It’s very easy to agree to take on more tasks until you get to the point when you realize that you aren’t devoting enough time to any of them and can no longer do your best work. Sometimes you also agree to help others with their work until your work suffers. Neither scenario is healthy and will negatively impact the way people perceive you. You might think that by doing more, people will see you as a “go-getter,” but instead, people only see your frustration.
How can you get control over all the work in front of you?
Step 1 – Stop taking on new work. Unless it’s been assigned by your boss or a critical project, you have to learn how to say “no.” If it is difficult for you to turn down work because you are trying to be nice and helpful, you should at least tell your colleague that you can only add a project if your boss sets it as your priority and can find someone to take on your work.
Step 2 – If you have been given too much work and can’t get out of any of them, begin by reviewing your calendar and block out time to complete the most important project until it is done. Then move on to the next task and keep following that pattern. Look for gaps between meetings or when you might be tempted to waste time by surfing the internet or chatting with colleagues.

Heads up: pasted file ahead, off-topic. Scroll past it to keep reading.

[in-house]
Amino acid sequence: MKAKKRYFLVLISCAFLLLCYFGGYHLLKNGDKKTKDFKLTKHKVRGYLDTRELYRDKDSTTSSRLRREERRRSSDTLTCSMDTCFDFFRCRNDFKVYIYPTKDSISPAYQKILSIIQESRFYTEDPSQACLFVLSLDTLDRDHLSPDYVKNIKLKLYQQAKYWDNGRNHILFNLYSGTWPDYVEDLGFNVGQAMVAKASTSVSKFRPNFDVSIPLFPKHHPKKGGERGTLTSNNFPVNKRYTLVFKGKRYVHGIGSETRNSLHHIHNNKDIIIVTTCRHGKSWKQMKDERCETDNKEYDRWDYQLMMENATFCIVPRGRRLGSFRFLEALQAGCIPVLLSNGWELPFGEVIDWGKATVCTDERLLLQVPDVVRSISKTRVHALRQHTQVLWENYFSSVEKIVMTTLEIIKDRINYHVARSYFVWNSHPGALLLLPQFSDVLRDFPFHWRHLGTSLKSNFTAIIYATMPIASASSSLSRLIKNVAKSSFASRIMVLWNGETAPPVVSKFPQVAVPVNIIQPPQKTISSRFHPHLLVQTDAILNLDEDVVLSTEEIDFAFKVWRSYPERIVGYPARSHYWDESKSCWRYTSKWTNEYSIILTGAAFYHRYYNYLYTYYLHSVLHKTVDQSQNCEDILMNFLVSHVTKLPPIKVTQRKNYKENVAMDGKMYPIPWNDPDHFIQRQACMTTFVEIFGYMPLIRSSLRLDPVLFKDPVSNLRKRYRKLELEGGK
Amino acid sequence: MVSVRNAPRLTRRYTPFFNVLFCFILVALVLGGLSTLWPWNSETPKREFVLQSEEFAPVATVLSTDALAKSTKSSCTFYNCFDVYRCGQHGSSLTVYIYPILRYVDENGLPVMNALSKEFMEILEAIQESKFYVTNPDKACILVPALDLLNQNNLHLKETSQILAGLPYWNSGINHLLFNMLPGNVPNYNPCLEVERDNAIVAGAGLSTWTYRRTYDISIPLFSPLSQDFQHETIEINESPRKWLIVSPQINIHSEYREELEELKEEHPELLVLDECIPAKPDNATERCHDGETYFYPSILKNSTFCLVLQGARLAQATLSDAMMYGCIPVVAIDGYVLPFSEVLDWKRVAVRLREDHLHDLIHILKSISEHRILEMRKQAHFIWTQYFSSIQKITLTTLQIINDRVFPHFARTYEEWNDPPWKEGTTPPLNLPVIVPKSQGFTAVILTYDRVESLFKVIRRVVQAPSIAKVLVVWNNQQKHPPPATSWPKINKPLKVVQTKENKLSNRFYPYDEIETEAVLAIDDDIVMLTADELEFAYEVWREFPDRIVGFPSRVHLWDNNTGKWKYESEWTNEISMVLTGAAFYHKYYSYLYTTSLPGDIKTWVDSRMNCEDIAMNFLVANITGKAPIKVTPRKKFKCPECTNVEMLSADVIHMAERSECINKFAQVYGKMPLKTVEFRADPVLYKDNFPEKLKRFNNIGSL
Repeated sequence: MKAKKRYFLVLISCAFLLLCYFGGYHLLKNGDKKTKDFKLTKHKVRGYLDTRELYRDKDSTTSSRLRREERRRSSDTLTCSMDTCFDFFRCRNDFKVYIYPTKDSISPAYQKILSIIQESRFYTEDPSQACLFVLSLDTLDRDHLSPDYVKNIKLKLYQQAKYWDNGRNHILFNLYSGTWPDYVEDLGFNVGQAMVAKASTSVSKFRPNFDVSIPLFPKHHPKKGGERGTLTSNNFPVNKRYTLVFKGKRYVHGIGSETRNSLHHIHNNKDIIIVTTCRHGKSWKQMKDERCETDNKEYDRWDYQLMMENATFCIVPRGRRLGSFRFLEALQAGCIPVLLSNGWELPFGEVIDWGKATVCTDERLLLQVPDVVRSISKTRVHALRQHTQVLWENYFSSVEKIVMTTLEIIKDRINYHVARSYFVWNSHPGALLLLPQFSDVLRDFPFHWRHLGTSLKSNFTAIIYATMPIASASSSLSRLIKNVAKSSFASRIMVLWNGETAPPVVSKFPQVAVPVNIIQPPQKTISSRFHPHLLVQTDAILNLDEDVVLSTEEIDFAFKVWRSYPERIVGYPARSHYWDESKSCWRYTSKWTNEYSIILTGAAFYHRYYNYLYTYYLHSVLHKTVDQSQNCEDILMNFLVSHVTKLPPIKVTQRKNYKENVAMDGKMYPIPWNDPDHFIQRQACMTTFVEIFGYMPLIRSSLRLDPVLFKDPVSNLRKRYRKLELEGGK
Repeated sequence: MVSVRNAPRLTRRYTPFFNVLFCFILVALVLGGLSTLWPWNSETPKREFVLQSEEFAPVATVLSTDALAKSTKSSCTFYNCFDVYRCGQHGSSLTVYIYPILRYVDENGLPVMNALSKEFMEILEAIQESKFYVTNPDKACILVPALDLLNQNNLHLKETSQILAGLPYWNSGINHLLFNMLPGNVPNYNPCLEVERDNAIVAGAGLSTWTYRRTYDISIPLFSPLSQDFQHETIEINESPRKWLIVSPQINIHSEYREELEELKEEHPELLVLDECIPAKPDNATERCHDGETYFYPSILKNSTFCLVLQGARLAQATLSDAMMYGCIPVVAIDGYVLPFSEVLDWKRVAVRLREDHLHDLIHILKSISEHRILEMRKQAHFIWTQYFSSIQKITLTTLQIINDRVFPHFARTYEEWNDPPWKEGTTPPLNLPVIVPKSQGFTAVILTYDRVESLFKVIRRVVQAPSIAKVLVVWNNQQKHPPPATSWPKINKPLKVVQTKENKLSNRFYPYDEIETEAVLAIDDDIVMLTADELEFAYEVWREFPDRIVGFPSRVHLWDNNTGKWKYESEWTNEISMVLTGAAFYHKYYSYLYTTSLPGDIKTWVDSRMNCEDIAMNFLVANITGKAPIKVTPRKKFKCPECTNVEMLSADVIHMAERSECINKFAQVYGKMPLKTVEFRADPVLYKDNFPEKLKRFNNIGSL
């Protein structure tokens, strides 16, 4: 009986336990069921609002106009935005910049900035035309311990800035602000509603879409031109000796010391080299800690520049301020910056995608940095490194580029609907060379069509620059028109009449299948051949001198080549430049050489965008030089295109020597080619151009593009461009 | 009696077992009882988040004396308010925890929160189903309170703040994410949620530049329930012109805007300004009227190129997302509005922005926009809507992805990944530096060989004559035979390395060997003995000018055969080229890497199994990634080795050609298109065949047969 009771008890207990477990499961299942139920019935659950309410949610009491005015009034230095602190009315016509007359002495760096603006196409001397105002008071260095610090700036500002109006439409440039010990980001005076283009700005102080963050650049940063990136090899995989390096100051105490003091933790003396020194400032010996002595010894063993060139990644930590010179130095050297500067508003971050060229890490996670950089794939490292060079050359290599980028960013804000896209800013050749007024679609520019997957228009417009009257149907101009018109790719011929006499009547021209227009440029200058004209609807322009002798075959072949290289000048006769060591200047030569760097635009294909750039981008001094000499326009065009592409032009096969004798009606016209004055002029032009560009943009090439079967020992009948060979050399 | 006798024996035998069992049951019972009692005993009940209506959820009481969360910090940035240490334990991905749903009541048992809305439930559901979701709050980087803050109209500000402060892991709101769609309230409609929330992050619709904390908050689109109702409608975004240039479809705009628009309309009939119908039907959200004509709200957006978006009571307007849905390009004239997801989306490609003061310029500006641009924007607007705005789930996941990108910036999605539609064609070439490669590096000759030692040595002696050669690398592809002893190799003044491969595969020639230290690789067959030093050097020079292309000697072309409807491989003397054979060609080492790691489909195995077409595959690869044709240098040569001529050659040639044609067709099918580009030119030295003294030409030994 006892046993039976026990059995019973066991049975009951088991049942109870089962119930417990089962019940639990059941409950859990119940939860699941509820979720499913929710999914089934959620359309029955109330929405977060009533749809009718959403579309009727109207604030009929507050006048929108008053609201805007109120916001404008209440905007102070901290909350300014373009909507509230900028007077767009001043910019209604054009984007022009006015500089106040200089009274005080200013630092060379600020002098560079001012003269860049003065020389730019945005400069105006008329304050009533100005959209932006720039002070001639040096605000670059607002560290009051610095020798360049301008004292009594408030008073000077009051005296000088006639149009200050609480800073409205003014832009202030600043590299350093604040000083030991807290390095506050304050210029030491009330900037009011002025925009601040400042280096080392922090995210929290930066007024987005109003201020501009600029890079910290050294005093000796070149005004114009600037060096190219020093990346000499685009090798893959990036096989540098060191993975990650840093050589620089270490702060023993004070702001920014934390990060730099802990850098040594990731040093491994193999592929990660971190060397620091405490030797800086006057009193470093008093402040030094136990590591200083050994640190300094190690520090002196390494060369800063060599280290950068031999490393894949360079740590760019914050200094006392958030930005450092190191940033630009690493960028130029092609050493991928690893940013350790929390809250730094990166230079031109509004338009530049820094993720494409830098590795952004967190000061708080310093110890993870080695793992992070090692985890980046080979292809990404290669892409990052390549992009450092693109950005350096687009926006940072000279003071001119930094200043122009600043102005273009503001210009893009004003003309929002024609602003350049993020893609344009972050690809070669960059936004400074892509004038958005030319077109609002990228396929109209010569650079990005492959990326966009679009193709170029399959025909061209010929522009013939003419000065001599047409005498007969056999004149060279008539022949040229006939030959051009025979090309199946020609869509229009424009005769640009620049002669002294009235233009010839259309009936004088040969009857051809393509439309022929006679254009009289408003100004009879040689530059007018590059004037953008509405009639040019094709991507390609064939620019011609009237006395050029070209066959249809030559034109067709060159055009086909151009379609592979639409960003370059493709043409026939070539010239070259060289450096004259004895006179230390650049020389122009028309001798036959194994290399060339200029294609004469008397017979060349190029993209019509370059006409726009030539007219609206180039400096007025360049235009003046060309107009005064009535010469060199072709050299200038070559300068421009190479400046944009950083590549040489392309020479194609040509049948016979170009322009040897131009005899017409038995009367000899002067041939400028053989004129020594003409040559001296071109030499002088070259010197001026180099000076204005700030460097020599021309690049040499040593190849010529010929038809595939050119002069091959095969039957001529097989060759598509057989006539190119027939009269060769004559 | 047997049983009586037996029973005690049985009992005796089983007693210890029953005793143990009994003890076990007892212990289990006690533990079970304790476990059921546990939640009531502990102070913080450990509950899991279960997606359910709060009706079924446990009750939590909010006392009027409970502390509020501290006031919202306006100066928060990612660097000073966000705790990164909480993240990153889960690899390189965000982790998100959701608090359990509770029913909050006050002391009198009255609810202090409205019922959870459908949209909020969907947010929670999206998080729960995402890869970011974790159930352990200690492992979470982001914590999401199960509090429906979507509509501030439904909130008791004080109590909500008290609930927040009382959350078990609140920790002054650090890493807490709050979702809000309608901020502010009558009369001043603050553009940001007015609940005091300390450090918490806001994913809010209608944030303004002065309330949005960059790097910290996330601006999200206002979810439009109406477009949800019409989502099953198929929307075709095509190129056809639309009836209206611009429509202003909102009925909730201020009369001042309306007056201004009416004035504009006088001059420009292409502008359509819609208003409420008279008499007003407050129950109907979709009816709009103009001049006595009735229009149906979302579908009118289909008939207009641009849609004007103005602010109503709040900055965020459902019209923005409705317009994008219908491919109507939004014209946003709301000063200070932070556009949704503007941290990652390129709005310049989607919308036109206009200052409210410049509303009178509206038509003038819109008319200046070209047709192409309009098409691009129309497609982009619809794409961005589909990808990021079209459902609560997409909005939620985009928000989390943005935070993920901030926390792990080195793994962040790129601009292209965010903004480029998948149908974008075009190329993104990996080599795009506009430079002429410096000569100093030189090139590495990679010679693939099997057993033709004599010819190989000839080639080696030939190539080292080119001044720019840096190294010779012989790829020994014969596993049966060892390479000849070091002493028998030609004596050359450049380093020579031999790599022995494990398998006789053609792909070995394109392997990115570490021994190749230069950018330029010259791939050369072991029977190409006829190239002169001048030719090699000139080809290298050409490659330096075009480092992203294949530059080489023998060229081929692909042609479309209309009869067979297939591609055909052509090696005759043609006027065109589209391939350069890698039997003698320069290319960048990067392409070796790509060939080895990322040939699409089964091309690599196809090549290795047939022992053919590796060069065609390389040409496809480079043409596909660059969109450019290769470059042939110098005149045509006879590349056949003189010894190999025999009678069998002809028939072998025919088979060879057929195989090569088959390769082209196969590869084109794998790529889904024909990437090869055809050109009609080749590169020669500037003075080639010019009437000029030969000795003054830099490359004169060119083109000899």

Step 3 – Learn to prioritize what you need to do.
Those items with deadlines are easy to prioritize but look for things that will have the most significant impact and do those first.
Step 4 – When in doubt, ask.
When facing a long list of projects and things to do, it doesn’t hurt to ask your boss or other veterans in your office for advice on priorities.
Step 5 – When your list is long, and many items need immediate attention because they all have similar deadlines, consider asking for an extension. No one likes to do this because you might feel like you have failed, but if you’ve asked your boss for advice and she says they are all critical, you may need to ask for more time. You don’t want to do this all the time, but sometimes you need to.
Other factors may also cause the feeling that you are overwhelmed. Dr. Sabrina Romanoff, a clinical psychologist at Yeshiva University, says her research also points to unrelated thoughts, emotions, and physical sensations that can contribute to this feeling.
Don’t be afraid to admit these feelings. And worse yet, don’t try to hope they go away without taking action.